Wednesday, August 13, 2008

CityWatchLA - LADOT Dragging Their Feet on LA’s Crosswalk Death Traps

CityWatch, August 12, 2008
Vol 6 Issue 65

Who’s Listening to the Neighborhoods?
By Stephen Box

A little over six years ago, Jennifer Liu finished her school day at Granada Hills High School, walked off the campus and into the crosswalk at Zelzah Avenue and Kingsbury Street where she was hit by a car.

The impact of the collision was so great that the halves of her brain were separated. Her collarbones snapped, her ribs were broken and one of them speared her right lung. Blood trickled out of her ears and nose.

Jennifer spent five weeks in a coma. Against the odds, she awoke, relearned everything she knew and went on to graduate from High School and then from College. Looking back on the incident outside Granada High School, Jennifer wonders if the collision wasn’t God’s way of saying, “Slow down, stop racing.”

Jennifer’s father, David Liu, came out of the experience committed to improving the Zelzah Avenue and Kingsbury Street crosswalk. Community members, school staff and school supporters joined him in the fight, all in an effort to have the City of Los Angeles install a “smart” crosswalk, one that would alert motorists to the presence of a pedestrian.

The battle has not been easy.

Last year the City Council addressed the fact that 33 of the most dangerous street crossings for schoolchildren had not received safety improvements even though the city has had funding for the work for years.

LADOT Assistant General Manager John Fisher blamed the 2001 hiring freeze for putting them behind schedule and explained that the department had picked up the pace on special projects since hiring an additional 13 workers in 2006.

One councilman angrily responded, "Our Department of Transportation is one of the slowest, most bureaucratic departments in the city. I am constantly banging my head against the wall to get them to do what I want them to do."

As for Zelzah and Kingsbury, ground was broken months ago, equipment was installed and the “smart” signal remains wrapped up and inoperable.

Community advocates, parents and school staff are frustrated with the situation, one that is aggravated by the LADOT’s recent proposal to raise the speed limit on Zelzah Avenue, all as the community works to calm traffic and address the congestion in the area.

The LADOT pleads helpless in the speed limit raising proposal, pointing out that they merely conduct the engineering and traffic surveys that are required as a condition of certifying the speed limits, all in accordance with state law as a condition of using radar to enforce speed limits.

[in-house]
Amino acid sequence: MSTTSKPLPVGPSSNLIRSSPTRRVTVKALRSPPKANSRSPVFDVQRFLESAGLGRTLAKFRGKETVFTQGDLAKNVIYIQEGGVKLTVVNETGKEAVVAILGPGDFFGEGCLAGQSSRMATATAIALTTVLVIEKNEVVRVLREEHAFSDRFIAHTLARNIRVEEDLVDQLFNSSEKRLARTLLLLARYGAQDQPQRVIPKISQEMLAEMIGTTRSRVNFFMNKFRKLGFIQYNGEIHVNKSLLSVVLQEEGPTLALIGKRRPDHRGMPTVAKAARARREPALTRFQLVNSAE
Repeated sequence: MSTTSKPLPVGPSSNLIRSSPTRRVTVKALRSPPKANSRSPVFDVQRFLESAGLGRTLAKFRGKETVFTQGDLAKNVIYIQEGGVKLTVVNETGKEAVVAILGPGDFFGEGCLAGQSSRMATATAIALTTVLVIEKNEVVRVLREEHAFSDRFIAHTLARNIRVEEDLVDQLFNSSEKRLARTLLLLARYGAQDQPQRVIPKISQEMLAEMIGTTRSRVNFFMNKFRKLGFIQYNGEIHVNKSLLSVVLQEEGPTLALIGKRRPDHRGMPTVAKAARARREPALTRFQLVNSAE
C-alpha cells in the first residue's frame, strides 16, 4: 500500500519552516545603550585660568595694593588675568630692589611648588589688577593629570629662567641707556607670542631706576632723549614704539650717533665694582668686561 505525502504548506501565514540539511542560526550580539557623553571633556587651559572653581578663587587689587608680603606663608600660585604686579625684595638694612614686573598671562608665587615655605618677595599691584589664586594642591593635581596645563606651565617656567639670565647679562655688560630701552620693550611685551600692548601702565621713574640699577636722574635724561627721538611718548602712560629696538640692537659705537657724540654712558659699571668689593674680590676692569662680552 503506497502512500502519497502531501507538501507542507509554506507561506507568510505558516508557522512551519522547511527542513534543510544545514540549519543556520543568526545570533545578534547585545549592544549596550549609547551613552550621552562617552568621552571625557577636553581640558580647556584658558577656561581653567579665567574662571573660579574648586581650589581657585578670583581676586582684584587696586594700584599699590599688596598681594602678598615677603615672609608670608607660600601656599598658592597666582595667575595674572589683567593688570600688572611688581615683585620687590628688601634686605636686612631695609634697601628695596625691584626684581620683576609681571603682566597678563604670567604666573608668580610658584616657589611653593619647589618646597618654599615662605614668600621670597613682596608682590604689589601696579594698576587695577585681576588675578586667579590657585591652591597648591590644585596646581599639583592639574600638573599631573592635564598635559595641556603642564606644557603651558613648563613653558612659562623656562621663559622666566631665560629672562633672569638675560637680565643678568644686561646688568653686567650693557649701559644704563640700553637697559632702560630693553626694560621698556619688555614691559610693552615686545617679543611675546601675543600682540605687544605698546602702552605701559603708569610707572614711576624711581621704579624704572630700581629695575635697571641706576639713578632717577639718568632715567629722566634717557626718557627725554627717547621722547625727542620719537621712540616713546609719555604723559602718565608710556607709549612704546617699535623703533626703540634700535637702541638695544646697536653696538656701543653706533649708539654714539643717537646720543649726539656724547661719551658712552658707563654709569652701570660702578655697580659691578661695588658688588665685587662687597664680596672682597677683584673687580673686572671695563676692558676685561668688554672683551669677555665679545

Which means, the LAPD can’t use radar on speeding motorists until the speed limit survey certifies the speed limit, but the large number of speeding motorists “vote with the gas pedal” and the new speed limit is set at the 85% mark so the speed limit is raised. Now the LAPD can use radar on the motorists who are now not speeding because the speed limit just got raised.

All of this on Zelzah Avenue, which still does not have a functioning “smart” crosswalk at Kingsbury.

Through it all, community members are asking the LADOT, the Transportation Committee and the Transportation Commission how all of this takes place without community involvement.

Two weeks ago, the Transportation Commission rejected three LADOT requests for speed limit increases in the West Valley simply because they had not gone to the Neighborhood Councils as part of the process.

Last week, the Transportation Committee had six LADOT requests for speed limit increases on the agenda. Members of the community spoke in opposition, arguing that the proposals had not gone to the Neighborhood Councils, that the proposals were in conflict with efforts to calm traffic and establish walkable, rideable, livable communities and that the criteria for evaluating appropriate speed limits was outdated and ineffective.

The Transportation Committee pulled the Zelzah Avenue proposal and then approved the other 5, including Reseda Avenue, which would increase the speed limit from 40 to 50 mph alongside a bike lane.

Community members continue to ask the hard questions:

Who sets the priorities for the Department of Transportation?

Why are the Neighborhood Councils not involved in evaluating and advising the city on transportation projects in their communities?

What is the LADOT’s record for delivery on Safe Routes to School projects and what happens to the funding on projects that the LADOT fails to deliver?

(Stephen Box is a long-time community issues advocate. Box writes for CityWatch.)

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